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|November 21, 1998||
Muslim voters return to the Congress fold
Saisuresh Sivaswamy in Bharuch
It is a truism of Indian politics that after December 6, 1992, the Muslims as a vote bank en bloc shifted their account away from the Congress party. This is borne out empirically as well; since then the party has been as stable as a two-legged stool.
Of course, in their anger at the party's failure to protect the community's interests, Muslims have even chosen what they saw as the lesser of two evils, preferring the openly inimical saffron brigade, thereby engendering a tectonic shift in the Bharatiya Janata Party and allies' attitude to the minorities, than siding with the Janus-faced Congress. Witness Rampur, the constituency in Uttar Pradesh with a large concentration of Muslims, returning, in February 1998, the BJP's Mukhtar Abbas Naqvi.
But of course, the Bharuch Lok Sabha constituency, whose one million electorate includes a significant 18 per cent Muslims, does not conform to this simplification. Here, Muslims have internalised the traumatic aftermath of the Babri Masjid demolition and careened back to the Congress, en bloc. Today, it is almost like December 6, 1992, never happened.
"We did leave the Congress in the 1996 election," says Rahim, auto-driver. "Today we believe the Congress alone can save us from the BJP."
This is a view that is echoed across the sprawling constituency, whose landscape in the interiors is as settled with mud huts as it is with pale-green minarets. This is a fact the local BJP has accepted as a home truth, eschewing its central leadership's claims that the minorities are veering to the party's fold. "There's are some 200,000 Muslim voters here, and our calculations do not include them," admits a BJP official. Reason? Simple: they only vote Congress.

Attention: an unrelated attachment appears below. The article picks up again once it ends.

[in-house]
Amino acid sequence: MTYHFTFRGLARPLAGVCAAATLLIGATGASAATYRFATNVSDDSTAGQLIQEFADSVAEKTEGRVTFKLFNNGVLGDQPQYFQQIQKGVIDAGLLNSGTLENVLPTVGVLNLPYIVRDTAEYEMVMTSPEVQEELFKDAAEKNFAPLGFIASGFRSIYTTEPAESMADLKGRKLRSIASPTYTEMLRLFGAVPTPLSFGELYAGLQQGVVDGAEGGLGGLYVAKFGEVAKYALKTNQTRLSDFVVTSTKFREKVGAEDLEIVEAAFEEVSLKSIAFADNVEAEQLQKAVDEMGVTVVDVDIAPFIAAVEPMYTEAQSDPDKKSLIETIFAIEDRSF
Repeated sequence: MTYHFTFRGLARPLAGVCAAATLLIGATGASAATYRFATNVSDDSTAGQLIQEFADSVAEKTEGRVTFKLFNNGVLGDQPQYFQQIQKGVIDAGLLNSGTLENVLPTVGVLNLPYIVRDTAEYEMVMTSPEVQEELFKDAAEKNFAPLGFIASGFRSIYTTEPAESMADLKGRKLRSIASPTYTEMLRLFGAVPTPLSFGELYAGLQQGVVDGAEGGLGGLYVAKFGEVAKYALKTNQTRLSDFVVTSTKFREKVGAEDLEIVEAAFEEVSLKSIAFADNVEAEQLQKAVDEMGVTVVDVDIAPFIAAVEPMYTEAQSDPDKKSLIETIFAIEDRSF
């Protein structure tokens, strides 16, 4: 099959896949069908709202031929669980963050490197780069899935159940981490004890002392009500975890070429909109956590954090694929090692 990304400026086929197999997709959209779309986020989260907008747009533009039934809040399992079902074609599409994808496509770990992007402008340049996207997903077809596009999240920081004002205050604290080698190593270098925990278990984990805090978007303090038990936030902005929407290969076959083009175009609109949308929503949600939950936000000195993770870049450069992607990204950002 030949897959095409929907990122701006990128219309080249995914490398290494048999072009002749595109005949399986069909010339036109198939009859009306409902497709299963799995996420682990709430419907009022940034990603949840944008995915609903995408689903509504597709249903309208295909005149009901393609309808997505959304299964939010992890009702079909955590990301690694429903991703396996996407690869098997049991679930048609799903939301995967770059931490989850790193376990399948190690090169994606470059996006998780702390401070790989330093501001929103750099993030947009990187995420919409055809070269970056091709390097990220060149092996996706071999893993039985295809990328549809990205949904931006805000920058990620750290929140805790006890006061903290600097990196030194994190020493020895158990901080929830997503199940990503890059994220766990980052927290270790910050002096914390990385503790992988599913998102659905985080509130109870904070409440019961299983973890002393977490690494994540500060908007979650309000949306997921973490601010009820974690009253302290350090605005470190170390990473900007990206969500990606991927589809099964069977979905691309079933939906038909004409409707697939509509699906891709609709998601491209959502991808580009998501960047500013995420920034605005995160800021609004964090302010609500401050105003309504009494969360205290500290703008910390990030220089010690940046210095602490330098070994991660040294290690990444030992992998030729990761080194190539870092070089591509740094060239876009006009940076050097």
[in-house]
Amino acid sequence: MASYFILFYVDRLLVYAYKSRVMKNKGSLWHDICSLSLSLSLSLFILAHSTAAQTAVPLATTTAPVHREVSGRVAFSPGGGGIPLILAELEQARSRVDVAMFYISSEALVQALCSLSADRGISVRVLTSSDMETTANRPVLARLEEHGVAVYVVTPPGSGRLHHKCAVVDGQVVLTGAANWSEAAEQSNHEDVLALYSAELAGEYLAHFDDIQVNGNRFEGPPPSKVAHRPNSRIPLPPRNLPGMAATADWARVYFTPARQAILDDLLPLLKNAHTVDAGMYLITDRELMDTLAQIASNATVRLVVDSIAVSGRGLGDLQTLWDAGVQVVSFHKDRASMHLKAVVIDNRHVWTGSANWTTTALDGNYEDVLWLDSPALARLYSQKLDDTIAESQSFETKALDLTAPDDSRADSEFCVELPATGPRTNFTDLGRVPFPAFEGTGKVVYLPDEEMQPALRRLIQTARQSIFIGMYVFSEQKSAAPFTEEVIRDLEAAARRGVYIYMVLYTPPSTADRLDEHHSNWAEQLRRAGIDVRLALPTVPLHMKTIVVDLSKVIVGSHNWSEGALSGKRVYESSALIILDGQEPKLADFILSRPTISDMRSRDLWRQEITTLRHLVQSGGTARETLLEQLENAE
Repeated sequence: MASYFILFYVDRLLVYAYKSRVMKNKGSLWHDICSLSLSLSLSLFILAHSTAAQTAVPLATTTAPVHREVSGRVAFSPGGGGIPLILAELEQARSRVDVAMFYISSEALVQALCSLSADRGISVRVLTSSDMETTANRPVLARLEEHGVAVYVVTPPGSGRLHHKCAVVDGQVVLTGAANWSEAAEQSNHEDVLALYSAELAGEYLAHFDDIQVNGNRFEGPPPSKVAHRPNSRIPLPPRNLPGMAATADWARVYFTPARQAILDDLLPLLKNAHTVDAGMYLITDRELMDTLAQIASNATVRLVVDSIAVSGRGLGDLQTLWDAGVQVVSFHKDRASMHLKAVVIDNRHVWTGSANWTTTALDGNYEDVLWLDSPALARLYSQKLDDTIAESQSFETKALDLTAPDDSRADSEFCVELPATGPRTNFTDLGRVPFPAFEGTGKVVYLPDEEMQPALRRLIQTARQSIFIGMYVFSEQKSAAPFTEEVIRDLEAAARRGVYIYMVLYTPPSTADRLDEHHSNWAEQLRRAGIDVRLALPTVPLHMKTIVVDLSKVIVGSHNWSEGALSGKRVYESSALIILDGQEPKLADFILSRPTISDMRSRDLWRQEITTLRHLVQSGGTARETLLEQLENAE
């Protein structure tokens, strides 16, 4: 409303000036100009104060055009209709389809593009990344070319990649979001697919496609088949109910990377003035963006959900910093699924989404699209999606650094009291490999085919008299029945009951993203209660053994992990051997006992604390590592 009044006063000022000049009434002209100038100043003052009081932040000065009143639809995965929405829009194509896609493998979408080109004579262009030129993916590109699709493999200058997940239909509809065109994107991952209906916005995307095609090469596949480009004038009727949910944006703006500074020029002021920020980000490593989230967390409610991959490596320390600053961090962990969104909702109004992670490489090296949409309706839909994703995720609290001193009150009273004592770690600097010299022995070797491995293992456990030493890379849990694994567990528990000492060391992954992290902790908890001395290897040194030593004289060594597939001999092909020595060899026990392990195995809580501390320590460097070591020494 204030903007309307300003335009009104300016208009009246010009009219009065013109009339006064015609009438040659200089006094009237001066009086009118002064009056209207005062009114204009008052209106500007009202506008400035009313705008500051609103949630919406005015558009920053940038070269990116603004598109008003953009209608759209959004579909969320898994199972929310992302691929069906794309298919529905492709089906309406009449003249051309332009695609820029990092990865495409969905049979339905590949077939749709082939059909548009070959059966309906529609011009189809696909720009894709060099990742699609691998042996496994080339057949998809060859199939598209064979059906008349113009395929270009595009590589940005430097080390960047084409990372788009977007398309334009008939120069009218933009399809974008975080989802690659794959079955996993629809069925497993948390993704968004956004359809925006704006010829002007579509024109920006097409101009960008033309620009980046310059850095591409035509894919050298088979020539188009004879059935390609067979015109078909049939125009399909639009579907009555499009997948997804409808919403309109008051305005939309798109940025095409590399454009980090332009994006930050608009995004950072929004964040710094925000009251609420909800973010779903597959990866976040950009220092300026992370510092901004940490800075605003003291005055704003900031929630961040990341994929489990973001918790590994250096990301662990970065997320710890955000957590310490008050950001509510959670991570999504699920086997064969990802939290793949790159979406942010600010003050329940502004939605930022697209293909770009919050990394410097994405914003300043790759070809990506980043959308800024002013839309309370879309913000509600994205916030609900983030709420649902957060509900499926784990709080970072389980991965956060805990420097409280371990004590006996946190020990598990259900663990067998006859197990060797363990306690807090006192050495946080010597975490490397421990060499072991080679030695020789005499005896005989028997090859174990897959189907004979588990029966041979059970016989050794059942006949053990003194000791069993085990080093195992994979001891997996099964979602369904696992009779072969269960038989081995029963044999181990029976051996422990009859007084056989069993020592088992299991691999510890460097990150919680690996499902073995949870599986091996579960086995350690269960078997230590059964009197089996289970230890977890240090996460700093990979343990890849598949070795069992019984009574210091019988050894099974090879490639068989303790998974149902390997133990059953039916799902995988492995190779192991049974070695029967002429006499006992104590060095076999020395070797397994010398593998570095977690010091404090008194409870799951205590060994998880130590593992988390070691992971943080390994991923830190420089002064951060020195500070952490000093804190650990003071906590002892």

In Mohamedpura, in Bharuch city, a Muslim enclave with typical mohallas (lanes) and heart-breakingly beautiful Muslim girls rushing to school, the belief is reinforced. "Who protected us when the riots broke out here in 1992-93?" spat out Ahmedbhai. "You Hindus? But you were the ones slaughtering us..."
"Saare desh mein Bharuch ek hi seat hai jahan kattartha dono ke dil me utar gaya," points out a BJP pramukh (local chief) in far-flung Dediapada, a tribal assembly segment where the winning BJP candidate, the now deceased Chandubhai Deshmukh of the saffron party came third in February 1998. "They can never trust each other again..."
Of course, who cast the first stone in Bharuch following what a gang of unruly Hindus did in distant Ayodhya will always be coloured in green or saffron. "Saalah, yeh log sachmuch paagal hain... kya zaroorat thi hamein maarne ki?" asks Amar, my driver for the day and staunch Congress supporter. "Sab ko to maaloom hai yeh logon ne maara-maari shuru kiya tha."
Let the central leadership of all parties give their spiel about secular voting; the fact on the ground is that voting is always on communal lines, a belief which is reinforced in Bharuch. The Congress reinforces its politics by fielding only Muslim candidates, the Janata Dal has a good bet in Chhotubhai Vasava, an adivasi (tribal), and the BJP is extending its reach across both adivasi and Hindu.
Given the mindset of people, it is very easy: sow an idea and reap a vote. In Mangrole, another assembly segment, a meeting is in progress in the local temple, where the BJP brass from Ahmedabad is reassuring the local populace of its sincerity. The venue is significant, since roughly a fifth of the population will not enter it, just as they do not enter the BJP's calculations.
In the February 1998 election, the non-BJP votes far outnumbered the BJP votes in all the assembly segments, though roughly 400,000 voters stayed out of the polling booths. Realising the photofinish that the bye-election will also produce, the BJP is moving on the fast track, mobilising its support base with a vengeance.
For the Muslims of Bharuch, there is no bigger motivation to go with the Congress, warts and all, than the spectre of the 'other side' consolidating itself.
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